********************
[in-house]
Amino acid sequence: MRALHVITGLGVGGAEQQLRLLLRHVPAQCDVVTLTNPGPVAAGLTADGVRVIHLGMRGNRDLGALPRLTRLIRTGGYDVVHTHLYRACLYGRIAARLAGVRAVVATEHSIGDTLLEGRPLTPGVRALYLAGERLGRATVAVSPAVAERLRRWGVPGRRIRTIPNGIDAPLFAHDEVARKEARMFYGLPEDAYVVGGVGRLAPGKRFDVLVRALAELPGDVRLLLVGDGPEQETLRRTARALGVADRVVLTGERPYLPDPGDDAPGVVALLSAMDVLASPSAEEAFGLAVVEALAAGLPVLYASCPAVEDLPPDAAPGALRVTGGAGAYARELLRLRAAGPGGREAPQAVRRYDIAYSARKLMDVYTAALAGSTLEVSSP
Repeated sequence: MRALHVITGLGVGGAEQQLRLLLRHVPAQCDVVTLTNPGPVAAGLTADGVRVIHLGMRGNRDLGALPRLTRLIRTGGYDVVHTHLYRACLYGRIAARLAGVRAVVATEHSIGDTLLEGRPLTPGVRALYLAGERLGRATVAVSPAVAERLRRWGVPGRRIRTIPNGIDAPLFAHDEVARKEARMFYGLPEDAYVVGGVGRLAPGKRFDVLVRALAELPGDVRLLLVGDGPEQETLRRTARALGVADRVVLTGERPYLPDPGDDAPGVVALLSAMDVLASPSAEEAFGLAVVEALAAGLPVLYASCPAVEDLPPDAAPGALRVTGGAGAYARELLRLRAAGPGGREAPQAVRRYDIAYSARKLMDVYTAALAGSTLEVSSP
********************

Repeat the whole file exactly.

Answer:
[in-house]
Amino acid sequence: MRALHVITGLGVGGAEQQLRLLLRHVPAQCDVVTLTNPGPVAAGLTADGVRVIHLGMRGNRDLGALPRLTRLIRTGGYDVVHTHLYRACLYGRIAARLAGVRAVVATEHSIGDTLLEGRPLTPGVRALYLAGERLGRATVAVSPAVAERLRRWGVPGRRIRTIPNGIDAPLFAHDEVARKEARMFYGLPEDAYVVGGVGRLAPGKRFDVLVRALAELPGDVRLLLVGDGPEQETLRRTARALGVADRVVLTGERPYLPDPGDDAPGVVALLSAMDVLASPSAEEAFGLAVVEALAAGLPVLYASCPAVEDLPPDAAPGALRVTGGAGAYARELLRLRAAGPGGREAPQAVRRYDIAYSARKLMDVYTAALAGSTLEVSSP
Repeated sequence: MRALHVITGLGVGGAEQQLRLLLRHVPAQCDVVTLTNPGPVAAGLTADGVRVIHLGMRGNRDLGALPRLTRLIRTGGYDVVHTHLYRACLYGRIAARLAGVRAVVATEHSIGDTLLEGRPLTPGVRALYLAGERLGRATVAVSPAVAERLRRWGVPGRRIRTIPNGIDAPLFAHDEVARKEARMFYGLPEDAYVVGGVGRLAPGKRFDVLVRALAELPGDVRLLLVGDGPEQETLRRTARALGVADRVVLTGERPYLPDPGDDAPGVVALLSAMDVLASPSAEEAFGLAVVEALAAGLPVLYASCPAVEDLPPDAAPGALRVTGGAGAYARELLRLRAAGPGGREAPQAVRRYDIAYSARKLMDVYTAALAGSTLEVSSP